• Infection by Ralstonia Species in Cystic Fibrosis Patients: Identification of R. pickettii and R. mannitolilytica by Polymerase Chain Reaction PDF Version [PDF - 367 KB - 5 pages]
    T. Coenye et al.
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    The frequency of respiratory tract infections caused by Ralstonia species in persons with cystic fibrosis (CF) and the role of these species in CF pulmonary disease are not well documented. In part, this lack of documentation may be attributed to the difficulty in accurately identifying Ralstonia species; R. mannitolilytica and R. pickettii in particular may be misidentified as other closely related species, particularly those of the Burkholderia cepacia complex. We used polyphasic analyses to identify 42 Ralstonia isolates from sputum cultures from 38 CF patients. Several isolates that could not be identified to the species level may belong to novel Ralstonia species. We demonstrated chronic colonization by using genotyping of serial isolates recovered from the same patient. To facilitate identification of R. mannitolilytica and R. pickettii, we developed 16S ribosomal DNA-based polymerase chain reaction assays that allow sensitive and specific identification of these species.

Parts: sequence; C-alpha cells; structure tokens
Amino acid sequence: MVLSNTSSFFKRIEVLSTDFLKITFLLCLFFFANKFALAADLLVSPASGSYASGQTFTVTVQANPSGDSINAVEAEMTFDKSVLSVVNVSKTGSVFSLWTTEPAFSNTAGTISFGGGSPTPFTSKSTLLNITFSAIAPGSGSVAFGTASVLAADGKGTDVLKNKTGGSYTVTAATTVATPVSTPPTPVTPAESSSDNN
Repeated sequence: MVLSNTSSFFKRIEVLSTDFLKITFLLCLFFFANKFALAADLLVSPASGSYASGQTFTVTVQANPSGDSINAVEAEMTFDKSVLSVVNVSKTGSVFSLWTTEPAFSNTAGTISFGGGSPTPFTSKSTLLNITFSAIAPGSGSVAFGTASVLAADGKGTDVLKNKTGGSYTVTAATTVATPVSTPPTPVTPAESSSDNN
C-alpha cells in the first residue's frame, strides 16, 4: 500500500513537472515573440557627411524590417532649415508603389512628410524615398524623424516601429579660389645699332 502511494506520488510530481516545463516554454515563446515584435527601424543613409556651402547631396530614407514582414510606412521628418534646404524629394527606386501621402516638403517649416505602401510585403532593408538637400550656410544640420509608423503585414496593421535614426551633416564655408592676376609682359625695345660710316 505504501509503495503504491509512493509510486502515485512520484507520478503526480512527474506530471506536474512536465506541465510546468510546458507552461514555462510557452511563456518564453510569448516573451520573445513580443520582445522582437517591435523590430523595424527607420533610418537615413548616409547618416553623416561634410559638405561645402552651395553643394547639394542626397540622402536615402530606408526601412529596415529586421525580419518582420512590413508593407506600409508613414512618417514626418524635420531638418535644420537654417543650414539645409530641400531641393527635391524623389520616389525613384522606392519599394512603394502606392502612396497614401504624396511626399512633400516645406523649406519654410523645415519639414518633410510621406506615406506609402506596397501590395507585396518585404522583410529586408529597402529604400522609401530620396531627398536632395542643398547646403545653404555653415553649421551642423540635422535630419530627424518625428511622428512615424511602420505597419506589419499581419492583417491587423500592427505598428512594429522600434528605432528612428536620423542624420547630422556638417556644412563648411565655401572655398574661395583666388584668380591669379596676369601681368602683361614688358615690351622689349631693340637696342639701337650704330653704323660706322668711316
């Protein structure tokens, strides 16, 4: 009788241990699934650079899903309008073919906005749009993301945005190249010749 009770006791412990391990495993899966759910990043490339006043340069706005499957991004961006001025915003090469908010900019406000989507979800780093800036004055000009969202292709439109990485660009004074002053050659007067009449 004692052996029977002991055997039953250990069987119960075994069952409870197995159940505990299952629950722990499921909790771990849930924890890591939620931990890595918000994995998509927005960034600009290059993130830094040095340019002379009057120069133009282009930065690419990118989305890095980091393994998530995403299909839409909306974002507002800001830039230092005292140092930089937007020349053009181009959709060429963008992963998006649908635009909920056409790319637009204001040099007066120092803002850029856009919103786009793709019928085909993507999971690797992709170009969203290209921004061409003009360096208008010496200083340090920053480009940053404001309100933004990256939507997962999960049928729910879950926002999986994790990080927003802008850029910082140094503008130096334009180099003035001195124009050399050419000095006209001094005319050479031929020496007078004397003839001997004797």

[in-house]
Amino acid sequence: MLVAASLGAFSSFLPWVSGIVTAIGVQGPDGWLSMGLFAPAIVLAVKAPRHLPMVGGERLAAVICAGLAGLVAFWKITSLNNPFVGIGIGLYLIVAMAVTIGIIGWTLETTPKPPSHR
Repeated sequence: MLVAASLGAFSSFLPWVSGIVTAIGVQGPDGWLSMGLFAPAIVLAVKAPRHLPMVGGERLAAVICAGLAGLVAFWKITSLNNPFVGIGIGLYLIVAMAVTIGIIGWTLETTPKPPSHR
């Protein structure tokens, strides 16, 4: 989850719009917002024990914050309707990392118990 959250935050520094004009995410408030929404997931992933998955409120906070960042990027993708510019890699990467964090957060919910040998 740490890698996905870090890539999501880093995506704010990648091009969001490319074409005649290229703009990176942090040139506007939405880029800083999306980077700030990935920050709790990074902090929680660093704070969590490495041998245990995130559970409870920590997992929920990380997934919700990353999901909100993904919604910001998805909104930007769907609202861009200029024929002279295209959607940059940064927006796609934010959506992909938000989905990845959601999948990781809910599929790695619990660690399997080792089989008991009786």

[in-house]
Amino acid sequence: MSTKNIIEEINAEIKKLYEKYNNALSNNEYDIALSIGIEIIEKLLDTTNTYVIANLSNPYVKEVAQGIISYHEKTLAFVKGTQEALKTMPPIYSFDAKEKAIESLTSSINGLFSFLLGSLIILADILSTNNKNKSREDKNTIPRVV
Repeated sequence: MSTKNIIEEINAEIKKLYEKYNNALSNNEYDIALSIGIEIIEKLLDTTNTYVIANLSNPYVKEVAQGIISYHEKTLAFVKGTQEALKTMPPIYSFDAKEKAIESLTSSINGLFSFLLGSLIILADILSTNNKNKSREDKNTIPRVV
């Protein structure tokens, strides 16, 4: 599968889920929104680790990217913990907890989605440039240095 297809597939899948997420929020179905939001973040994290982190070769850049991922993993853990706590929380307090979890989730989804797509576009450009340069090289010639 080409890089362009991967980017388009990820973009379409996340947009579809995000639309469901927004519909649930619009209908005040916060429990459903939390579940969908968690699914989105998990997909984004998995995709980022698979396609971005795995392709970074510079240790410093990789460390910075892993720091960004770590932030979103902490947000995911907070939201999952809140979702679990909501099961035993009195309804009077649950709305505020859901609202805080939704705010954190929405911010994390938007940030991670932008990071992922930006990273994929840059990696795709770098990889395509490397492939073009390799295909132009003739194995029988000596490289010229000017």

• Temporal Changes in Prevalence of Antimicrobial Resistance in 23 U.S. Hospitals PDF Version [PDF - 215 KB - 5 pages]
    P. Hospitals et al.
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    Antimicrobial resistance is increasing in nearly all health-care–associated pathogens. We examined changes in resistance prevalence during 1996–1999 in 23 hospitals by using two statistical methods. When the traditional chi-square test of pooled mean resistance prevalence was used, most organisms appear to have increased in prevalence. However, when a more conservative test that accounts for changes within individual hospitals was used, significant increases in prevalence of resistance were consistently observed only for oxacillin-resistant Staphylococcus aureus, ciprofloxacin-resistant Pseudomonas aeruginosa, and ciprofloxacin- or ofloxacin-resistant Escherichia coli. These increases were significant only in isolates from patients outside intensive-care units (ICU). The increases seen are of concern; differences in factors present outside ICUs, such as excessive quinolone use or inadequate infection-control practices, may explain the observed trends.